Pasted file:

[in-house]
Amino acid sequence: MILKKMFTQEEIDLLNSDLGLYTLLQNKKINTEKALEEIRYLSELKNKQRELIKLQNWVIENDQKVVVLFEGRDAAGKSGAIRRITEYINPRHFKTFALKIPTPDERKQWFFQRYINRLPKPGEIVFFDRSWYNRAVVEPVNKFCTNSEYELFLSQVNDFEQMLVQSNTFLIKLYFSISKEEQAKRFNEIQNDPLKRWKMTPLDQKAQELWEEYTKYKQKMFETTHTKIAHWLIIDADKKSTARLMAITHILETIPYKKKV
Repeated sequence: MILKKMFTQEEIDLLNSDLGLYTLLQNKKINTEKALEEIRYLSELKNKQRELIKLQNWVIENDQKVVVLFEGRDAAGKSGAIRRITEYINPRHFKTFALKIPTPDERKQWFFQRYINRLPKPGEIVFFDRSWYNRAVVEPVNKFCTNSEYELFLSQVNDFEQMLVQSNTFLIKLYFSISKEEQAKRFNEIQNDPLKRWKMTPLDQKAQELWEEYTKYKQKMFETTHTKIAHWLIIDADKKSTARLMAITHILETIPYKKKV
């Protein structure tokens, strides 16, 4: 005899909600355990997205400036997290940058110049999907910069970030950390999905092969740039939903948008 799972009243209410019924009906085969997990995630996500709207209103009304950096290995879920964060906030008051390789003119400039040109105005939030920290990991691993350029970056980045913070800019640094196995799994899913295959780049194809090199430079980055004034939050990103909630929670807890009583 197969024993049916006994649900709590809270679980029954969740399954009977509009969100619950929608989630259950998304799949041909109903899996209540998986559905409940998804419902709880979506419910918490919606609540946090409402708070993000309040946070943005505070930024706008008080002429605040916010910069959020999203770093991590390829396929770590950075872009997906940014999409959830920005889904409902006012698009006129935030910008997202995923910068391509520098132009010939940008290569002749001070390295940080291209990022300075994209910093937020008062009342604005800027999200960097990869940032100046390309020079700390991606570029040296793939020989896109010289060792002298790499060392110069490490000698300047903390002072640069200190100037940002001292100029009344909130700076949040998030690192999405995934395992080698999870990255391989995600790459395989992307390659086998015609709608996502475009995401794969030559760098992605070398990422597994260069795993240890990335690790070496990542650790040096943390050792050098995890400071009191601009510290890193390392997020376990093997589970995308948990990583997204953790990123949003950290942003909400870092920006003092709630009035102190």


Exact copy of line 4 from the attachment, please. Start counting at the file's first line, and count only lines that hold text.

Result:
């Protein structure tokens, strides 16, 4: 005899909600355990997205400036997290940058110049999907910069970030950390999905092969740039939903948008 799972009243209410019924009906085969997990995630996500709207209103009304950096290995879920964060906030008051390789003119400039040109105005939030920290990991691993350029970056980045913070800019640094196995799994899913295959780049194809090199430079980055004034939050990103909630929670807890009583 197969024993049916006994649900709590809270679980029954969740399954009977509009969100619950929608989630259950998304799949041909109903899996209540998986559905409940998804419902709880979506419910918490919606609540946090409402708070993000309040946070943005505070930024706008008080002429605040916010910069959020999203770093991590390829396929770590950075872009997906940014999409959830920005889904409902006012698009006129935030910008997202995923910068391509520098132009010939940008290569002749001070390295940080291209990022300075994209910093937020008062009342604005800027999200960097990869940032100046390309020079700390991606570029040296793939020989896109010289060792002298790499060392110069490490000698300047903390002072640069200190100037940002001292100029009344909130700076949040998030690192999405995934395992080698999870990255391989995600790459395989992307390659086998015609709608996502475009995401794969030559760098992605070398990422597994260069795993240890990335690790070496990542650790040096943390050792050098995890400071009191601009510290890193390392997020376990093997589970995308948990990583997204953790990123949003950290942003909400870092920006003092709630009035102190």